How did they get that? Credit reporting and your personal information…

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In the wake of the massive breach of consumer information at Equifax, many people are asking how, and why, Equifax has so much information about so many of us. One of your first questions might be something like:

“I have never been a customer of Equifax; how can they have any of my personal information?”

Many consumers may never have even heard of Equifax before, let alone been a customer of their consumer services. So how could so many have been affected?Equifax is one of a few national companies that collect and report consumer credit information. These companies, often called “credit bureaus” or “credit reporting agencies”, get regular reports about your credit history from banks, financial institutions, landlords, utilities and even employers. The credit bureaus then put all of this information from different businesses about your use of credit together into a single file — your “credit report”. Some of the bureaus have developed a scoring system to rate how “safe”, or how “risky” your credit habits may be, compared to other consumers. Any time you apply for a loan, credit card, utility account, etc., the lender will get your credit report from one or more of these bureaus. Using the credit report, the lender will review your credit history to decide whether to open an account for you, and what interest rate they wish to charge (often based upon the perceived “risk”).

The credit bureaus also supply information to companies for marketing purposes. If you have ever received an invitation to apply for a credit card in the mail, or other kinds of solicitations like that, it is likely the sender got your mailing address from a credit bureau. Marketers buy mailing lists from the credit bureaus that are tailored to meet their desired customer characteristics. For example, a credit card company may wish to market a new travel credit card. They might contact the credit bureau to buy mailing lists of people who have other travel cards, airline accounts, etc., and who may meet certain age, income or other demographic criteria.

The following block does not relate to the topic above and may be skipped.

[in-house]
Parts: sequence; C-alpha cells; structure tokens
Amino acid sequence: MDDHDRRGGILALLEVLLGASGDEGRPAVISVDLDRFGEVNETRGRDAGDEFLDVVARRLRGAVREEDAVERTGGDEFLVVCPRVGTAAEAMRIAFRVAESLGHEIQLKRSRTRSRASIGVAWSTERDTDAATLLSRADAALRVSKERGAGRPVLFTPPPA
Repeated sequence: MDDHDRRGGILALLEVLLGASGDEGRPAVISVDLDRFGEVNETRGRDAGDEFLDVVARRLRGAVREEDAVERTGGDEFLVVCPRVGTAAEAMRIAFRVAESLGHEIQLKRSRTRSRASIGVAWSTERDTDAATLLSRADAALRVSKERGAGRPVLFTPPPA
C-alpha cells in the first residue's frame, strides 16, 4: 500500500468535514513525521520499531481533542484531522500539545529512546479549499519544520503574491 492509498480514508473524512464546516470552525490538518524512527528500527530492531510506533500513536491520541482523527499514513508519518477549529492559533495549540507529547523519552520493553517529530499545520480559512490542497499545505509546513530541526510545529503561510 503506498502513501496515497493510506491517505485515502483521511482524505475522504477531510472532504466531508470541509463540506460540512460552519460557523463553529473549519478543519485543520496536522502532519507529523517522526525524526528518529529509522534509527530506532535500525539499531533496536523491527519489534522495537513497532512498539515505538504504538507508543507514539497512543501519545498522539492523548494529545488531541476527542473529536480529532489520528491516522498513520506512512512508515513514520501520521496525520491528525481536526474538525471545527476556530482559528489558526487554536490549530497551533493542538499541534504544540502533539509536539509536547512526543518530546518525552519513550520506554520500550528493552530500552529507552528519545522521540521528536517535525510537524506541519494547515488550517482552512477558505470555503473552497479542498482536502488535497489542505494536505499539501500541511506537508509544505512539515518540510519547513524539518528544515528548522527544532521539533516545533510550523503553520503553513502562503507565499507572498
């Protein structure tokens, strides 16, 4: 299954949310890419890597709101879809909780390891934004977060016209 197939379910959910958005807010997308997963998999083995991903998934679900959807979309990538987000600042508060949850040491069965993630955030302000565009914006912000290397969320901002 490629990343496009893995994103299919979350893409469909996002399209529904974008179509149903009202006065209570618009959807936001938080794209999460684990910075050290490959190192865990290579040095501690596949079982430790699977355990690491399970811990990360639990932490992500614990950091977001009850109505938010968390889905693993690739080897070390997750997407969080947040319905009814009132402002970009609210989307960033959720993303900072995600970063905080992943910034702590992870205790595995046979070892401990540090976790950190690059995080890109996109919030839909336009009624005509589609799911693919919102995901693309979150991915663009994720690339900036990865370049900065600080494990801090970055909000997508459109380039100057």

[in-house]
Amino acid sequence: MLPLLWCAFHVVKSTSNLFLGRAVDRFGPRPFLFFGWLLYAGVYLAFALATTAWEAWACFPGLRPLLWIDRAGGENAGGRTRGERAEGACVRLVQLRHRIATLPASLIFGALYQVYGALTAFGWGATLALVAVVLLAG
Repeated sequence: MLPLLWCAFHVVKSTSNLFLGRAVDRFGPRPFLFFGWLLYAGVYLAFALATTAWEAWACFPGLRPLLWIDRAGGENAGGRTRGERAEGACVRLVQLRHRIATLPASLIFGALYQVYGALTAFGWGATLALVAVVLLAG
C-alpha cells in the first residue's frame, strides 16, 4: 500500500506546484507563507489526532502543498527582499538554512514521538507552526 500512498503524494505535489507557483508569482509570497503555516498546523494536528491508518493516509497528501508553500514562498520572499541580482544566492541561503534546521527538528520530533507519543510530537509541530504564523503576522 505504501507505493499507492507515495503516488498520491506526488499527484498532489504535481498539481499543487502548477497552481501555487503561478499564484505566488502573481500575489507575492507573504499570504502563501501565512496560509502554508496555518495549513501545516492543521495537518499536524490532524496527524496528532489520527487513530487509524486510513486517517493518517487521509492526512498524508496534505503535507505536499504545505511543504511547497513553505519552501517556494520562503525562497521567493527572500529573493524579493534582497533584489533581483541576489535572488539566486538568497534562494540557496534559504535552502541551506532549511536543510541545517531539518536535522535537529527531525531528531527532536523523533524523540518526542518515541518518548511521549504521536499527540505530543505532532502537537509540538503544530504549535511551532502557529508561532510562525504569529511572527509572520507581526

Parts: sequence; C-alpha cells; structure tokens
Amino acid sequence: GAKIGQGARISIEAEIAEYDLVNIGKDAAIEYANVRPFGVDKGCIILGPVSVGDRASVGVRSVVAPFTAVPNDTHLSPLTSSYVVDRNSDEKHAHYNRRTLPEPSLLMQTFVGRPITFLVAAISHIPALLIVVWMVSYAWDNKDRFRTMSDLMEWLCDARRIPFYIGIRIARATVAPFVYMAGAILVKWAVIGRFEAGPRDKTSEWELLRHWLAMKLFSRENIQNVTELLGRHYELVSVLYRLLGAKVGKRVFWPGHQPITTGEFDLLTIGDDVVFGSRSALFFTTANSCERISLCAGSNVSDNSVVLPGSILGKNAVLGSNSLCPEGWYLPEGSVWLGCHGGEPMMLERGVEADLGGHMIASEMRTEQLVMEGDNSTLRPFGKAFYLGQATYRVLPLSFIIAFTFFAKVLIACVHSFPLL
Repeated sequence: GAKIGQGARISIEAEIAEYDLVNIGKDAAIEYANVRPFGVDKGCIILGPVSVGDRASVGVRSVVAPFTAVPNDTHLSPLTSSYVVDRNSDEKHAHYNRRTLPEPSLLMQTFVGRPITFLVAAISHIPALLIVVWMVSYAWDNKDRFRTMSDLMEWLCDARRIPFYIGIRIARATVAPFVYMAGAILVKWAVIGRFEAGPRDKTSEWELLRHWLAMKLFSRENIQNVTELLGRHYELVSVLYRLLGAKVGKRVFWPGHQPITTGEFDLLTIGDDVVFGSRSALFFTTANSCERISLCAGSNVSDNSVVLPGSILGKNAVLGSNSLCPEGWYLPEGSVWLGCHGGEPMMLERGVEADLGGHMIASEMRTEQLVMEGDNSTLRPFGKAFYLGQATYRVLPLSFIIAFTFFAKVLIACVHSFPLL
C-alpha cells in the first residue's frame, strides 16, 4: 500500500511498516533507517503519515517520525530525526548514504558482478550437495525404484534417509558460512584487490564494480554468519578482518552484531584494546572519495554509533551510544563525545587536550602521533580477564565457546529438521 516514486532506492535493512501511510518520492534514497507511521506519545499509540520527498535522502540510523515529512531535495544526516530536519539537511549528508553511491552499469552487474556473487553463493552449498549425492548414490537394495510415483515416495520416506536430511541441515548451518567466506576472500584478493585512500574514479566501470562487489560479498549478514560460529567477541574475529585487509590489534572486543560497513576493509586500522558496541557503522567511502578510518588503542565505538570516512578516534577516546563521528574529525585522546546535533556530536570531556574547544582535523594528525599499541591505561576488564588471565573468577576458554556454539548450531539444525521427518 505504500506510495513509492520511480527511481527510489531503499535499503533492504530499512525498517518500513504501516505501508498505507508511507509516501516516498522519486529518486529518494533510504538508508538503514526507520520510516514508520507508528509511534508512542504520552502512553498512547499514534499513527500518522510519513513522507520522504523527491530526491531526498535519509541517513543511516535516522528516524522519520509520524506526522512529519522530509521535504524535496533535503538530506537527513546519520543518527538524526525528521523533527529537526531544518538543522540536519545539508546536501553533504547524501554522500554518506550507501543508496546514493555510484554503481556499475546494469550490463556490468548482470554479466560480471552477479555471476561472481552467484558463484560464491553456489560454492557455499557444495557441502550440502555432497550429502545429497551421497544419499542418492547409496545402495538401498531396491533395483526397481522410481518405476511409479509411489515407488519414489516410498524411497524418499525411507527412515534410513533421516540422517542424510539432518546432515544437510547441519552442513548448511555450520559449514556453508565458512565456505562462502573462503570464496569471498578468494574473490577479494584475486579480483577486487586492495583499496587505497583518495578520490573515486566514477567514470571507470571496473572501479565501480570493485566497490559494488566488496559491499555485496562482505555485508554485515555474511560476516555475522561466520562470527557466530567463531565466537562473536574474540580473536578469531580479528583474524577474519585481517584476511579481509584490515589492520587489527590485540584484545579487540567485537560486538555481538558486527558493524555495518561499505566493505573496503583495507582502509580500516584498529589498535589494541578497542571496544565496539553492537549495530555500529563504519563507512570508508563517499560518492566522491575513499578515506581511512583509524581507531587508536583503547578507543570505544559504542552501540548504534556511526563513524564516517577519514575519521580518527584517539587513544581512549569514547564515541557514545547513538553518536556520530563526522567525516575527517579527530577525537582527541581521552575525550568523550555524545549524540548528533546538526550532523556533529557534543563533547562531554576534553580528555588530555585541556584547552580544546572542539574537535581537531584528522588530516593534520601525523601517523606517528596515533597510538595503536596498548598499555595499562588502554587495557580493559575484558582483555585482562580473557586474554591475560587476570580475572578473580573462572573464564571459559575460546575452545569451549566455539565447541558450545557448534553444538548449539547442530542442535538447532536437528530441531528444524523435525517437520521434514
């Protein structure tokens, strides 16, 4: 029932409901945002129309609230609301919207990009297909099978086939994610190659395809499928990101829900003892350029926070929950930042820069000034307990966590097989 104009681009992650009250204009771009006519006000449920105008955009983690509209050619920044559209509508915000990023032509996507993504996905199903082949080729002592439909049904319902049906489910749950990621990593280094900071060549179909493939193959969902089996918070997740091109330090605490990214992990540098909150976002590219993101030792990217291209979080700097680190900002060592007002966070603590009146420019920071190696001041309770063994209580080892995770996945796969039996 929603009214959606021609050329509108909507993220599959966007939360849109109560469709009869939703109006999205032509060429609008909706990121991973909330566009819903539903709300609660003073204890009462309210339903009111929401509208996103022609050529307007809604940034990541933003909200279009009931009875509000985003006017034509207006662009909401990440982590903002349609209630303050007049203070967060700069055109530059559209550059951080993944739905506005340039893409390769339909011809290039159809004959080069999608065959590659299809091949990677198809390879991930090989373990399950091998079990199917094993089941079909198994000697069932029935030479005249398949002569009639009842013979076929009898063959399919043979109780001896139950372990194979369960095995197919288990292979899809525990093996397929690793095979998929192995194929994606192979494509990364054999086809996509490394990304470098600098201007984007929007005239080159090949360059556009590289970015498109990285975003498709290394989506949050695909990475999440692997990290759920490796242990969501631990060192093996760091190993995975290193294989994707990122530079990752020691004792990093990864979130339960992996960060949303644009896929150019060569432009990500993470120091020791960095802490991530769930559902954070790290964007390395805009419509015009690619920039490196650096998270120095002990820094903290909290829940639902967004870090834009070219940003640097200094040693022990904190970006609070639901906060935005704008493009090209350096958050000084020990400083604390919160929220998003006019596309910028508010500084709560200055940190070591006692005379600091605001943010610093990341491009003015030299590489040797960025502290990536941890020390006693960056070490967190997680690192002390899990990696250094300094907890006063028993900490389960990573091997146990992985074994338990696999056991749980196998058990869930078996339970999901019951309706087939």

With so much of our personal, sensitive financial information at their disposal, you may wonder how these credit bureaus are regulated. There are some specific laws, both federal and state, that govern how credit bureaus should report, manage and protect your information. The federal Fair Credit Reporting Act (FCRA) sets out such standards as the rights of consumers to dispute items on their credit report, security requirements, and more. Vermont’s Consumer Protection Act includes a subchapter on Fair Credit Reporting that requires, among other protections, that a company get your consent before they can access your credit report. Both federal and Vermont state law require each of the credit bureaus to provide you with a free credit report each year (meaning you can get two from each bureau, each year). There are also specific laws that require companies to keep sensitive personal information as secure as possible, and to report to law enforcement and consumers quickly if they discover a breach of those security measures.

It is likely that policy-makers in the state legislatures, Congress and regulatory agencies will be reviewing the current laws and rules in place to protect consumer information, considering the scale of the breach at Equifax. If you have concerns or thoughts about the current law, you may wish to contact your legislators to discuss these issues and keep up to date on any proposed changes. Our office will be active in these areas, and will be working to keep Vermonters informed throughout. If you have questions about consumer protections, or a complaint about a business that you would like assistance with, contact our consumer hotline, or file a complaint online.

Announcing Vermonter of the Month: Sarah Waring

This is the first of a monthly series in which the Attorney General will feature a Vermonter doing exemplary work in their community. Have someone you think should be featured? Email AGO.CAP@vermont.gov.

Sarah Waring serves as the Executive Director of the Center for an Agricultural Economy (CAE) building a regenerative, locally based, healthy food system in the NEK and beyond.

Sarah was born and raised in Glover, VT, but spent a decade outside of the state, working in the Rocky Mountains and in Washington DC. Her background includes community development, federal land use planning and management, conservation, outdoor education and non-profit work.